The shooting on Gilo
Between 2000-2002, during the course of the Second Intifada, over 400 incidences of shooting from Beit Jala into Gilo took place. Though no residents were killed, some were seriously injured and there was much damage to property.
The mostly Palestinian Christian residents of Beit Jala reported that their homes were used against their will by Muslim militant groups, and believed that the strategy was designed to effect a demographic change in the area.
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Street in Gilo neighborhood Jerusalem. Gilabrand at en.wikipedia
Gilo Jerusalem Israel
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Gilo neighborhood in southern Jerusalem which was established on land annexed to the municipality after the 1967 Six-Day War. As of 2002, 40,000 people reside in the neighborhood, making it one of the largest in the city. Gilo was named after a biblical Judean town whose name was preserved by the neighboring Bethlehem suburb of Beit Jala.
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Fully illustrated, colorful and attractive, and includes the weekly Torah portions and the Haftarot readings (weekly readings from the Writings and the Prophets).
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God said, "Let there be light"; and there was light.
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Some of Gilo's land was owned by Jewish institutions prior to the 1948 Arab-Israeli War, though because the neighborhood is located in territory captured by Israel during the Six-Day War in 1967 ("East Jerusalem"), it is often considered an Israeli settlement under International Law.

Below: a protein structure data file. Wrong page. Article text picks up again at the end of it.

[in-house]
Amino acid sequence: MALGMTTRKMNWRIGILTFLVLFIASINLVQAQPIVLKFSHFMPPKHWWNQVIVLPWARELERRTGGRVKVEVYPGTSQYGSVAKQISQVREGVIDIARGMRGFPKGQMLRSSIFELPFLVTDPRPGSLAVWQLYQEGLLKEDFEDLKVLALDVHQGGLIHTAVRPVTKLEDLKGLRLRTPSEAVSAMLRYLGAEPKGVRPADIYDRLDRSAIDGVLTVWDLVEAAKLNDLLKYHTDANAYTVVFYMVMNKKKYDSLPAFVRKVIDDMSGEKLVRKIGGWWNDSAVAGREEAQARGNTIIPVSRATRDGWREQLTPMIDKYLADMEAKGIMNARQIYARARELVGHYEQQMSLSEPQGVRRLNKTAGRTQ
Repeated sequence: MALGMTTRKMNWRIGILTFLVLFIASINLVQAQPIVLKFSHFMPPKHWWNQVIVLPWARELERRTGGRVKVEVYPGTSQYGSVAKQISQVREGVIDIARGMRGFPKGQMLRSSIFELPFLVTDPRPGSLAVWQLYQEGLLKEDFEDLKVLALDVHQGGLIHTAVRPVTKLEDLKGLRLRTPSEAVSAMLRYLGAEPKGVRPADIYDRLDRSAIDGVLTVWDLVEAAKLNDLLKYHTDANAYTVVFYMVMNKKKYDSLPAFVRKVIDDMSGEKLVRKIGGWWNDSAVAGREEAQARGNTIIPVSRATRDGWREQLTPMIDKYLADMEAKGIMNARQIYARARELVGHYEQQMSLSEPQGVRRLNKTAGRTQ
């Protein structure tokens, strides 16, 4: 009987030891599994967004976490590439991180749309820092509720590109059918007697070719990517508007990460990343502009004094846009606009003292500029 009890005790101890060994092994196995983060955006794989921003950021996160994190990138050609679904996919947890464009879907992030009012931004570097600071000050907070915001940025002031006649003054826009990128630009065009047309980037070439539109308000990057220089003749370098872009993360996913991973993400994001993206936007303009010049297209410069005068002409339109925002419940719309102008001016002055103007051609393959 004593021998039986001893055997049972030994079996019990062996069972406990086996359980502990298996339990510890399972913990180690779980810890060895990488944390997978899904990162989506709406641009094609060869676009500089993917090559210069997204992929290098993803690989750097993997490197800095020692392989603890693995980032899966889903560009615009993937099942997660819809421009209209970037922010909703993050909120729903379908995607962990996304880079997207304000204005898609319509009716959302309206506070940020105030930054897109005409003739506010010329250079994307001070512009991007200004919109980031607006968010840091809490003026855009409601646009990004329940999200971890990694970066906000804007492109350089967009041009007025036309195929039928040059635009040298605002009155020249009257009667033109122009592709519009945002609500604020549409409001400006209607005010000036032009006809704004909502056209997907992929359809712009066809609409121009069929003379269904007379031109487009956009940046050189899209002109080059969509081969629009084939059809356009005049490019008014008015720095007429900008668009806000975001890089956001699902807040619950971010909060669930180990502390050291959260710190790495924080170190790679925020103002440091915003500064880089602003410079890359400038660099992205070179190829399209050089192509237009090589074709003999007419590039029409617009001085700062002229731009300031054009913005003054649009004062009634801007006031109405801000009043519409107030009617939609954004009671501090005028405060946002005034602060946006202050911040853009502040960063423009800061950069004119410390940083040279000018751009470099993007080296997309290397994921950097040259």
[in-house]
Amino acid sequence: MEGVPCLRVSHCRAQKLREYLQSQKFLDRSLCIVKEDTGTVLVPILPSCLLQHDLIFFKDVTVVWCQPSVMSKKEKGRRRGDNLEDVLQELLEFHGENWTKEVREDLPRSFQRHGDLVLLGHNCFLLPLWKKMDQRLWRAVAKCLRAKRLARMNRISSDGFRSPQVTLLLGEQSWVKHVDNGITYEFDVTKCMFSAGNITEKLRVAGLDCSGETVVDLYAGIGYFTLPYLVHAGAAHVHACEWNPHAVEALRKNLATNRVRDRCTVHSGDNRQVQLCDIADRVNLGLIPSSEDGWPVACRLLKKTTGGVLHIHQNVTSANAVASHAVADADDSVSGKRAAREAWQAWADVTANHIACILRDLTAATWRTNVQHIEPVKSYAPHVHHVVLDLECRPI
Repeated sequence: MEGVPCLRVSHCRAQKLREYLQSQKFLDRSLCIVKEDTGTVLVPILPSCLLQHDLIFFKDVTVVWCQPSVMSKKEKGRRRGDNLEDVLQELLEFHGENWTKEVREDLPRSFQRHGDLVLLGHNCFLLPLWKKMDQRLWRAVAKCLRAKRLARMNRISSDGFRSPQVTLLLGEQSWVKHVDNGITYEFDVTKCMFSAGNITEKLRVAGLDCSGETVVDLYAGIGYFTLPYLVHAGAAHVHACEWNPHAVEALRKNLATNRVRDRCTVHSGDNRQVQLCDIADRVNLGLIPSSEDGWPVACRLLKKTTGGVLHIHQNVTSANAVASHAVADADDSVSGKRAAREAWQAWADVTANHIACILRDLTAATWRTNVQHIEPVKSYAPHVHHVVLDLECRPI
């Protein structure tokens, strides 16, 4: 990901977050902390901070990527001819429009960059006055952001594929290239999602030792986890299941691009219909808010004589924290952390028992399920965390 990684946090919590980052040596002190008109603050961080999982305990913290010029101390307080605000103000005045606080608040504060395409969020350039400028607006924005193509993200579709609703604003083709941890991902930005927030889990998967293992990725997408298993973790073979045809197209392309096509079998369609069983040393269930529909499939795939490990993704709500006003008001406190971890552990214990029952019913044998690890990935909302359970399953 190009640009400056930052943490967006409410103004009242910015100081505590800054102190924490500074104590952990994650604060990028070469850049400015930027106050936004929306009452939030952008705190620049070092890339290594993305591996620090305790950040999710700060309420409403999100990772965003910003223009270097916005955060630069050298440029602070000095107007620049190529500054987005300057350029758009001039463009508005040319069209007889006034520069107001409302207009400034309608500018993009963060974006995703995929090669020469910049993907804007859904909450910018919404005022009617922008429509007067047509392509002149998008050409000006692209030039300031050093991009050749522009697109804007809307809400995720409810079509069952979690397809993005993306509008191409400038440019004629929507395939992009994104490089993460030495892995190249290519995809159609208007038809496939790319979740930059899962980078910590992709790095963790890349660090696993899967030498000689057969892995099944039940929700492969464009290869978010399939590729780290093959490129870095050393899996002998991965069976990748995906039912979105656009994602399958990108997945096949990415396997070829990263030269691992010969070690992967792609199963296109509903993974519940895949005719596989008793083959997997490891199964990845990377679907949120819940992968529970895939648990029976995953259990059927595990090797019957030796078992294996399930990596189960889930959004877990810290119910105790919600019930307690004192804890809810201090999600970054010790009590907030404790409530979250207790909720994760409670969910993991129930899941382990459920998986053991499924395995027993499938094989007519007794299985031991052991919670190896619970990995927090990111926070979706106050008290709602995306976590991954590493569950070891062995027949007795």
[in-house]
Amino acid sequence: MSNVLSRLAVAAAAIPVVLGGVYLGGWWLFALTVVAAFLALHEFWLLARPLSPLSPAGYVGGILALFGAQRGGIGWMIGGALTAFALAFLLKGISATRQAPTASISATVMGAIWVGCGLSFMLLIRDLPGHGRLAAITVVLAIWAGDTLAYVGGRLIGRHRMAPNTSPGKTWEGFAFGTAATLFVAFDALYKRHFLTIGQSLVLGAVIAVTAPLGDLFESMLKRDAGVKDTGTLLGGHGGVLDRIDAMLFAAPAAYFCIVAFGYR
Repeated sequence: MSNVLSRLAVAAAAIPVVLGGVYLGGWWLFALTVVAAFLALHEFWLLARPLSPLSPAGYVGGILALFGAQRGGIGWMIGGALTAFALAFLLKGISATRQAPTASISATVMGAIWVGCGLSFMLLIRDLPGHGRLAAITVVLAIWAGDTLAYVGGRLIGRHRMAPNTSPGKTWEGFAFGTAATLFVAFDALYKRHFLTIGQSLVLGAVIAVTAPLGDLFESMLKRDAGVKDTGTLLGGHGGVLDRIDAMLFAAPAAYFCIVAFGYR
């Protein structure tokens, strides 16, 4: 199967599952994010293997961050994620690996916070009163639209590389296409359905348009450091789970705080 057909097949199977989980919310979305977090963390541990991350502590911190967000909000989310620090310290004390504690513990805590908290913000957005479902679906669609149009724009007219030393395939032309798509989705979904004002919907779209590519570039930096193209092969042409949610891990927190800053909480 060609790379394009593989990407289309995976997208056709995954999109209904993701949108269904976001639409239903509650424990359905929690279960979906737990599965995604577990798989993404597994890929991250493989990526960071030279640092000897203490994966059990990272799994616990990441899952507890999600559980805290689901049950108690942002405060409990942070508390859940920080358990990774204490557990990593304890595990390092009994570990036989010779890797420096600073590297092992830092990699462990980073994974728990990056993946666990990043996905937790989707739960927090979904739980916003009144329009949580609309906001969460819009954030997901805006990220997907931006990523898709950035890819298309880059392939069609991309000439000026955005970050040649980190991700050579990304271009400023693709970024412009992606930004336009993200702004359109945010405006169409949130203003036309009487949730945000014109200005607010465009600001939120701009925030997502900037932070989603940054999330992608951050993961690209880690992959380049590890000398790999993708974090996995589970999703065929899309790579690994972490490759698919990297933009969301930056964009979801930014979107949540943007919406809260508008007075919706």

Gilo lies on Slaiyeb mountain in the southwest quadrant of Jerusalem. It is separated from the more urban downtown by a large, forested recreation area. To Gilo's south, a deep gorge lies between it and Beit Jala. The Tunnels Highway to Gush Etzion runs underneath it on the east, and the settlement of Har Gilo, which shares its name, is visible across the gorge on the adjacent peak. North of Gilo are the Jerusalem neighborhoods of Beit Safafa and Manahat.
The biblical town of Gilo is mentioned in the Book of Joshua (Joshua 15:51) and the Book of Samuel (II Sam 15:12). Some scholars believe that biblical Gilo was located in the central Hebron Hills, whereas the name of the modern settlement was chosen because of its proximity to Beit Jala, possibly a corruption of Gilo. A city in the southwest part of the hill-country of Judah (Josh. 15:51), Gilo was the birthplace of Ahithophel "the Gilonite" (Josh. 15:51; 2 Sam. 15:12), and the place where he committed suicide (17:23). Gilo has been identified with Kurbet Jala, about 7 miles north of Hebron.
From its inception, Gilo has provided housing to new Jewish immigrants from around the world. Many of those who spent their first months in the country at the immigrant hostel in Gilo, including those from Iran, Syria, France and South America, chose to remain in the neighborhood. Since the large influx of Soviet Jews in the 1990s, Gilo has absorbed 15% of all Russian immigrants settling in Jerusalem. The immigrant hostel is now the site of an urban kibbutz, Beit Yisrael. Gilo is a mixed community of religious and secular Jews, although more Haredi families are moving in.